A study has found what researchers say might be a way to tell which cases of early prostate cancer are likely to become life-threatening and should be treated aggressively — and which ones might not need surgery.

“If we can predict a prognosis with our technology, then men will know if their cancer is dangerous and if they should seek treatment,” says Vadim Backman, a Northwestern University biomedical engineering professor who was senior author of the study reported in the journal PLOS One. “Right now, there is no perfect tool to predict a prognosis for prostate cancer. Our research is preliminary, but it is promising and proves that the concept works.”

Vadim Bachman

Vadim Bachman

The standard method to screen for the disease has been the prostate-specific antigen — or PSA — test, which doesn’t predict which cases will become aggressive.

Using partial wave spectroscopic microscopy — a technique he pioneered — Backman and researchers at NorthShore University Health System and Boston University linked cell abnormalities on a nanoscale to prostate cancers known to be “progressors.” The same cells would appear normal with standard microscopy techniques, they wrote.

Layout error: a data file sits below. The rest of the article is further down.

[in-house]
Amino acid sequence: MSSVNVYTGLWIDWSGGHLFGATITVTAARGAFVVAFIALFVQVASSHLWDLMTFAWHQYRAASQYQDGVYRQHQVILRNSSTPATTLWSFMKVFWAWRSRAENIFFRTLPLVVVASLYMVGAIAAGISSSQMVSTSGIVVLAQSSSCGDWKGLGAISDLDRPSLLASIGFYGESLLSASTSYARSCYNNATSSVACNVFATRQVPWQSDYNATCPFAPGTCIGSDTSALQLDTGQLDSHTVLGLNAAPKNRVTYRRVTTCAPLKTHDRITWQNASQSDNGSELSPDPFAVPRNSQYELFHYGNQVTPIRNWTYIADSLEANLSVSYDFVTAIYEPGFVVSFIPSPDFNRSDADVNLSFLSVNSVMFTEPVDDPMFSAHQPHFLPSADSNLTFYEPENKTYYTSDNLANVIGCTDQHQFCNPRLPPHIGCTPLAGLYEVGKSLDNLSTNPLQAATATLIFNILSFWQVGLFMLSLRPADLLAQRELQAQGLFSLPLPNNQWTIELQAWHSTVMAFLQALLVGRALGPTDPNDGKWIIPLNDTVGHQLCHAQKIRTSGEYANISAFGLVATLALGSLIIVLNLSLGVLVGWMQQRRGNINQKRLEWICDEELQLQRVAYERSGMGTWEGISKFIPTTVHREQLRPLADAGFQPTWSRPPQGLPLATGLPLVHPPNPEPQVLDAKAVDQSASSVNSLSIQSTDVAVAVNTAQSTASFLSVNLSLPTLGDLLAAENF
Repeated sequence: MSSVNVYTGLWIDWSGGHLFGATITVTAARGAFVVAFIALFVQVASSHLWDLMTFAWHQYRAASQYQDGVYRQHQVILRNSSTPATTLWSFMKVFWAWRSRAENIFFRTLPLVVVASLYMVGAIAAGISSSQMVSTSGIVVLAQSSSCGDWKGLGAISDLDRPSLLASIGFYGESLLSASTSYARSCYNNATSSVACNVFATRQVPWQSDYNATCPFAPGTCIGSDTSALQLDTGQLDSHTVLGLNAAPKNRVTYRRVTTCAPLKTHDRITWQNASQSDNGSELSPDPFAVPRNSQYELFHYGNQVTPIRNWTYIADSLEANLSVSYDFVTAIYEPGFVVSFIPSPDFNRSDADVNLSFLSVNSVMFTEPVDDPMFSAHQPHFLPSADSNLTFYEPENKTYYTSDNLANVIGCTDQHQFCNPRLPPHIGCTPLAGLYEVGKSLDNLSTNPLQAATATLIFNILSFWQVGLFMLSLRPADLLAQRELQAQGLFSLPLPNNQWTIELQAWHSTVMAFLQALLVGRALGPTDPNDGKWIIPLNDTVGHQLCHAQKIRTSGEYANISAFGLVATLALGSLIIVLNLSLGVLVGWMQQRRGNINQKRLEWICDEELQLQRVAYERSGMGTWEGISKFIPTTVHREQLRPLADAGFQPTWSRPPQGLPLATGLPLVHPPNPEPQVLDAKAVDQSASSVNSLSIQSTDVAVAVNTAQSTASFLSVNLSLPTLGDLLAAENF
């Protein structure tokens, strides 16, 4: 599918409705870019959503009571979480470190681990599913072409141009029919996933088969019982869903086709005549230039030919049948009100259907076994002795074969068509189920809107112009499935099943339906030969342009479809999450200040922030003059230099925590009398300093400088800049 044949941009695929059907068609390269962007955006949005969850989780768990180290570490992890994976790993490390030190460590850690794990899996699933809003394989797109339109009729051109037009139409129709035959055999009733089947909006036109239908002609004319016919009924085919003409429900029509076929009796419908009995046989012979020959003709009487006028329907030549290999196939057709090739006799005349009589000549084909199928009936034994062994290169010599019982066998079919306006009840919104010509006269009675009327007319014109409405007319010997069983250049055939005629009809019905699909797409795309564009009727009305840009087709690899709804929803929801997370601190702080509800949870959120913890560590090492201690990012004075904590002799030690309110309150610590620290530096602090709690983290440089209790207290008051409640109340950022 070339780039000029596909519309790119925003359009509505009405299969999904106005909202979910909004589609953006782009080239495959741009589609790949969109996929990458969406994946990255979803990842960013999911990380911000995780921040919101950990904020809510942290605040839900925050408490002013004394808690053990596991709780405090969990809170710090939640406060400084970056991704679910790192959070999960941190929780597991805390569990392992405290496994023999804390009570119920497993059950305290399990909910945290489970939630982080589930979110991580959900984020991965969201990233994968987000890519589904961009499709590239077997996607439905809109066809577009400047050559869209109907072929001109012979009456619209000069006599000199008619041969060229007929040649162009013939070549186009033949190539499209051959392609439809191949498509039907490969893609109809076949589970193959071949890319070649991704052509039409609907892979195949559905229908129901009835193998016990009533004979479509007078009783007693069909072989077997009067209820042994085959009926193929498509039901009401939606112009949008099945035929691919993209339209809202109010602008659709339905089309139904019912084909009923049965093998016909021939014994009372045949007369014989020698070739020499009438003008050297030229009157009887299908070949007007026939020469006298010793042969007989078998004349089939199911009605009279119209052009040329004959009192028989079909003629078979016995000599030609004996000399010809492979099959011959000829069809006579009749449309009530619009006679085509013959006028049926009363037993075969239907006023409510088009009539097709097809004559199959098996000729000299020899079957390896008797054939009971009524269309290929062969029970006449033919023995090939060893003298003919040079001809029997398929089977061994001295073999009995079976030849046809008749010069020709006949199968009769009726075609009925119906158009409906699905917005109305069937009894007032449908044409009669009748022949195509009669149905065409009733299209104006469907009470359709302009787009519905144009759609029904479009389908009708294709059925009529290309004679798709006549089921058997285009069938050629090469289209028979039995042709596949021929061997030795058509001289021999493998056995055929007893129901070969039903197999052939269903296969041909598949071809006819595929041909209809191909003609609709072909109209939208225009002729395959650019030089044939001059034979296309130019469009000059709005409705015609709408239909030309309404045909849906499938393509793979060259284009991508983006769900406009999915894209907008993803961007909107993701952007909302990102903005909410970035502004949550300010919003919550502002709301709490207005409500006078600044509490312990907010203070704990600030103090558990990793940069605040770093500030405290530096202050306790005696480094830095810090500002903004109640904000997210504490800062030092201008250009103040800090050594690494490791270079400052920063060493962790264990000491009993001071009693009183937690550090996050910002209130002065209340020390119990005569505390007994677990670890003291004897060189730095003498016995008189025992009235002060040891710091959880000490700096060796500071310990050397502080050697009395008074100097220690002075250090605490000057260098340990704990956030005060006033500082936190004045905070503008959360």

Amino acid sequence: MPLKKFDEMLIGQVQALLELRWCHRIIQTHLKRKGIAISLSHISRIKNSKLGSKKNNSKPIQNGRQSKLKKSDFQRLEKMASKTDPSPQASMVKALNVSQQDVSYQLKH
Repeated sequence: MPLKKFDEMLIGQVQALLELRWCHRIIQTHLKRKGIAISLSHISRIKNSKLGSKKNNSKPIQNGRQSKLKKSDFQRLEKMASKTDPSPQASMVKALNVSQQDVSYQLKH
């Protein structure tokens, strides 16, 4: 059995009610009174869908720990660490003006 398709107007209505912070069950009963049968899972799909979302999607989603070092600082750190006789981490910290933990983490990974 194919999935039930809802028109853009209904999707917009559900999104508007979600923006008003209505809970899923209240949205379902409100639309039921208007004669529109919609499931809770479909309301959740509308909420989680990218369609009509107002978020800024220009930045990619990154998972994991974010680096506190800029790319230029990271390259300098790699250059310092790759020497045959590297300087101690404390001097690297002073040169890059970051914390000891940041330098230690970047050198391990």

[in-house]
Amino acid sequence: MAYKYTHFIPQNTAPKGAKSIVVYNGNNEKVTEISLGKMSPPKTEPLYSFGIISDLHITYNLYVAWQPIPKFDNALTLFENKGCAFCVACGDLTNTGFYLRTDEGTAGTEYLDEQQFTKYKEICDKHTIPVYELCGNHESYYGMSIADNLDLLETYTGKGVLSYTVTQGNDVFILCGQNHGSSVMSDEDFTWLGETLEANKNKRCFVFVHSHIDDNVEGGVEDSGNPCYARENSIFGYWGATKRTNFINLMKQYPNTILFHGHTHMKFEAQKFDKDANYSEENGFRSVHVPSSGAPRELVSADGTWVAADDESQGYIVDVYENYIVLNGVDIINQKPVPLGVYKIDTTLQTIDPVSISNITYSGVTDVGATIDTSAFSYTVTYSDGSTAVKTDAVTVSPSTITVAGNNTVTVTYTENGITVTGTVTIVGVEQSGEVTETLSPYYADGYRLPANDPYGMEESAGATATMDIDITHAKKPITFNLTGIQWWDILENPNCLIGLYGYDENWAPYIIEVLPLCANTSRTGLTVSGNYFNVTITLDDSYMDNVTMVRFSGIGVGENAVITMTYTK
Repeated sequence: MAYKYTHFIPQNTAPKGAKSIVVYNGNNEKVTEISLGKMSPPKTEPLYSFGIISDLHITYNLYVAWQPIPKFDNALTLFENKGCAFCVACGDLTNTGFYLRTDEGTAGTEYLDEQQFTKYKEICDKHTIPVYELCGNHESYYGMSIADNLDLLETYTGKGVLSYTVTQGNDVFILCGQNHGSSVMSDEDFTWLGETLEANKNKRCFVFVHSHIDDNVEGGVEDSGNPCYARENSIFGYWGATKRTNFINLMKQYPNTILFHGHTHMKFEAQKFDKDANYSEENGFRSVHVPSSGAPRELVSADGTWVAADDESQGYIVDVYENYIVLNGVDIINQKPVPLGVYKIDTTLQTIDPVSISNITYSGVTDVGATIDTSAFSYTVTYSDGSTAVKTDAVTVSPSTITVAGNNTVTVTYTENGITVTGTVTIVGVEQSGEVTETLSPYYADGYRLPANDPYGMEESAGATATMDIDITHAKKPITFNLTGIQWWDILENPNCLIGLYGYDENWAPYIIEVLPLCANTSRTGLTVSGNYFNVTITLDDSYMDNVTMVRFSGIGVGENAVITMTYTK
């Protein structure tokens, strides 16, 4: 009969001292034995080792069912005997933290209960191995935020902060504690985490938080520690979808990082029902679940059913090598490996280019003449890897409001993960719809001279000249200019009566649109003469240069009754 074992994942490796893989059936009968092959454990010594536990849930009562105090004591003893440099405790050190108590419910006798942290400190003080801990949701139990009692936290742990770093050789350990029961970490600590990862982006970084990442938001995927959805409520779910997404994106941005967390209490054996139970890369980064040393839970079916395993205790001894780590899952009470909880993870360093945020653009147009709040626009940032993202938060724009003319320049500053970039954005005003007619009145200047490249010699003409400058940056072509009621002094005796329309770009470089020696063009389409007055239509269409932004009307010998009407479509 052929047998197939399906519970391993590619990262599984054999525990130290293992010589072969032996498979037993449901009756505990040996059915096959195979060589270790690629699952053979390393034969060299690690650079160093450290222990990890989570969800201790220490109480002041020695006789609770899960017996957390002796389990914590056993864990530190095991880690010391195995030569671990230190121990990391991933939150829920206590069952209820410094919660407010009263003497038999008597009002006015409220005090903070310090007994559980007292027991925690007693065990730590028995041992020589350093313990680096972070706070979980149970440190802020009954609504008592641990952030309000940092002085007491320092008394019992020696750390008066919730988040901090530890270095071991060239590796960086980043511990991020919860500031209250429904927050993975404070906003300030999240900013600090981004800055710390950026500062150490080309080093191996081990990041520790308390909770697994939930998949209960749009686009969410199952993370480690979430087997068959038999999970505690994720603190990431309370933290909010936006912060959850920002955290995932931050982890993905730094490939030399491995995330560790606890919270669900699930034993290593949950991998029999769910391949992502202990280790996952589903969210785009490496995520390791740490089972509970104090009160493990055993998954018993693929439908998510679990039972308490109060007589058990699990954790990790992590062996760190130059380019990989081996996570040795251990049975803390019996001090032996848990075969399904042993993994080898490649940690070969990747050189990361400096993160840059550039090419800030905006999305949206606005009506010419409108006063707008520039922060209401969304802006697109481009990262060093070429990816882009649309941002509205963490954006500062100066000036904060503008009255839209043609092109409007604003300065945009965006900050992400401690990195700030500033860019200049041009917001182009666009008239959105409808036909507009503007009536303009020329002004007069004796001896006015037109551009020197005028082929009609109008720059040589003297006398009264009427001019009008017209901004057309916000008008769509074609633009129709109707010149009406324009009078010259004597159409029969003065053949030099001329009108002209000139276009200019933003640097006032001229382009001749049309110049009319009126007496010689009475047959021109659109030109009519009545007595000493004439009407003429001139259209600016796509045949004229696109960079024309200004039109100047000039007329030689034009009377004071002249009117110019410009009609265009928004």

The second-leading cause of cancer deaths among American men, prostate cancer affects more than half of all men by 80. Because there hasn’t been a way to predict the path of the disease, many men undergo surgery to remove the prostate, which can have side-effects.

 

Study: With age comes trust, and that’s good for you

Besides being better than the alternative, getting old appears to have another benefit: It becomes easier to trust people, and that’s good for your well-being, new research suggests.

“A growing body of research shows that some things actually get better as we age,” says Claudia Haase, an assistant professor of human development and social policy at Northwestern University who co-authored a report on the findings in the journal Social Psychological and Personality Science. “Our new findings show that trust increases as people get older and . . . that people who trust more are also more likely to experience increases in happiness over time.”

Claudia Haase

Claudia Haase

The research combined two large-scale studies at Northwestern and the University at Buffalo. One — involving 197,888 people from 83 countries — found a link between trust and age that’s been the case for at least the past 30 years, suggesting “it’s not simply about people being born at certain times,” says study coauthor Michael Poulin, an associate professor of psychology in Buffalo.

The second study, involving 1,230 Americans, found they grew more trusting with age.

“Levels of trust increase as people get older,” says Haase, who directs Northwestern’s Life-Span Development Lab. “People really seem to be ‘growing to trust’ as they travel through their adult years.”

Also, Poulin notes that, “Both studies found a positive association between trust and well-being that was consistent across the lifespan.”